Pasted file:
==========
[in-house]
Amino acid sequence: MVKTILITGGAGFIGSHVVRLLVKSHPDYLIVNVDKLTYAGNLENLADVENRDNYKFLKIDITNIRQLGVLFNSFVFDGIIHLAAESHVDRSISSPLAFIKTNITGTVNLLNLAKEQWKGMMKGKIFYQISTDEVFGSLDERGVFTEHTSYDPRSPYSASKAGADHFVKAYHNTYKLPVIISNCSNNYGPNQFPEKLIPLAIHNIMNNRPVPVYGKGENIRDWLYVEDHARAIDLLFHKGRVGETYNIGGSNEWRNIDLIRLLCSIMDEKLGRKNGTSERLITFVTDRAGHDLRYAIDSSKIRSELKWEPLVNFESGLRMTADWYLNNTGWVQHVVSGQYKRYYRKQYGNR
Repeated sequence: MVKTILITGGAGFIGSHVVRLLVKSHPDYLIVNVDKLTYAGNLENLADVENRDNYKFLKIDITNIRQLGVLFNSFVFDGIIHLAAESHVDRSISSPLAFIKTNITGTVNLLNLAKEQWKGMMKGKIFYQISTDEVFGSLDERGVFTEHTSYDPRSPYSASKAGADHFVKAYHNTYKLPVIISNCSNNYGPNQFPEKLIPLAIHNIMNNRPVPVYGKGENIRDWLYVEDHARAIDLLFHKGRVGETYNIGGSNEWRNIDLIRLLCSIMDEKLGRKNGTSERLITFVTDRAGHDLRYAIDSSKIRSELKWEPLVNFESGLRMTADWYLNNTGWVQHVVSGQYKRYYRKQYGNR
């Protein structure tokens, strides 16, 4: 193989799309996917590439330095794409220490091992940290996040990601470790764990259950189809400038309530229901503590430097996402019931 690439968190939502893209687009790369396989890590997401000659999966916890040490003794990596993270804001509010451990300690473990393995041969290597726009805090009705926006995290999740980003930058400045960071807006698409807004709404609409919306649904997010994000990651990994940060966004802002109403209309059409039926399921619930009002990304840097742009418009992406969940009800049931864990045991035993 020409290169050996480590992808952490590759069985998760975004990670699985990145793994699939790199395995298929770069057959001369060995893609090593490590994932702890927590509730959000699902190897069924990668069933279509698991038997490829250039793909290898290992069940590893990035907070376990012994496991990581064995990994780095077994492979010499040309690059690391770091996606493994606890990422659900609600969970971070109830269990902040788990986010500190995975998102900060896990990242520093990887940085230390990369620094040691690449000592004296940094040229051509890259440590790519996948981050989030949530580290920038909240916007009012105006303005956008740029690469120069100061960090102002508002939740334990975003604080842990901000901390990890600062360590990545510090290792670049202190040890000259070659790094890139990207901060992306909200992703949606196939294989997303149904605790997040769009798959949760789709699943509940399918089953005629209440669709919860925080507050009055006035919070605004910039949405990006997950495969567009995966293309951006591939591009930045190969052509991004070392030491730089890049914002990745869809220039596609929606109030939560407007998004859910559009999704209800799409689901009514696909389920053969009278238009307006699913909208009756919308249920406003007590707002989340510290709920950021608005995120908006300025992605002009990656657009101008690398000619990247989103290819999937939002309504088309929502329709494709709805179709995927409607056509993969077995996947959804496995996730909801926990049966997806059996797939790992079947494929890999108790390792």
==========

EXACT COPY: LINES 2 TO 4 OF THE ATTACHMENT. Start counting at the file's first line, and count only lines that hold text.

Amino acid sequence: MVKTILITGGAGFIGSHVVRLLVKSHPDYLIVNVDKLTYAGNLENLADVENRDNYKFLKIDITNIRQLGVLFNSFVFDGIIHLAAESHVDRSISSPLAFIKTNITGTVNLLNLAKEQWKGMMKGKIFYQISTDEVFGSLDERGVFTEHTSYDPRSPYSASKAGADHFVKAYHNTYKLPVIISNCSNNYGPNQFPEKLIPLAIHNIMNNRPVPVYGKGENIRDWLYVEDHARAIDLLFHKGRVGETYNIGGSNEWRNIDLIRLLCSIMDEKLGRKNGTSERLITFVTDRAGHDLRYAIDSSKIRSELKWEPLVNFESGLRMTADWYLNNTGWVQHVVSGQYKRYYRKQYGNR
Repeated sequence: MVKTILITGGAGFIGSHVVRLLVKSHPDYLIVNVDKLTYAGNLENLADVENRDNYKFLKIDITNIRQLGVLFNSFVFDGIIHLAAESHVDRSISSPLAFIKTNITGTVNLLNLAKEQWKGMMKGKIFYQISTDEVFGSLDERGVFTEHTSYDPRSPYSASKAGADHFVKAYHNTYKLPVIISNCSNNYGPNQFPEKLIPLAIHNIMNNRPVPVYGKGENIRDWLYVEDHARAIDLLFHKGRVGETYNIGGSNEWRNIDLIRLLCSIMDEKLGRKNGTSERLITFVTDRAGHDLRYAIDSSKIRSELKWEPLVNFESGLRMTADWYLNNTGWVQHVVSGQYKRYYRKQYGNR
């Protein structure tokens, strides 16, 4: 193989799309996917590439330095794409220490091992940290996040990601470790764990259950189809400038309530229901503590430097996402019931 690439968190939502893209687009790369396989890590997401000659999966916890040490003794990596993270804001509010451990300690473990393995041969290597726009805090009705926006995290999740980003930058400045960071807006698409807004709404609409919306649904997010994000990651990994940060966004802002109403209309059409039926399921619930009002990304840097742009418009992406969940009800049931864990045991035993 020409290169050996480590992808952490590759069985998760975004990670699985990145793994699939790199395995298929770069057959001369060995893609090593490590994932702890927590509730959000699902190897069924990668069933279509698991038997490829250039793909290898290992069940590893990035907070376990012994496991990581064995990994780095077994492979010499040309690059690391770091996606493994606890990422659900609600969970971070109830269990902040788990986010500190995975998102900060896990990242520093990887940085230390990369620094040691690449000592004296940094040229051509890259440590790519996948981050989030949530580290920038909240916007009012105006303005956008740029690469120069100061960090102002508002939740334990975003604080842990901000901390990890600062360590990545510090290792670049202190040890000259070659790094890139990207901060992306909200992703949606196939294989997303149904605790997040769009798959949760789709699943509940399918089953005629209440669709919860925080507050009055006035919070605004910039949405990006997950495969567009995966293309951006591939591009930045190969052509991004070392030491730089890049914002990745869809220039596609929606109030939560407007998004859910559009999704209800799409689901009514696909389920053969009278238009307006699913909208009756919308249920406003007590707002989340510290709920950021608005995120908006300025992605002009990656657009101008690398000619990247989103290819999937939002309504088309929502329709494709709805179709995927409607056509993969077995996947959804496995996730909801926990049966997806059996797939790992079947494929890999108790390792």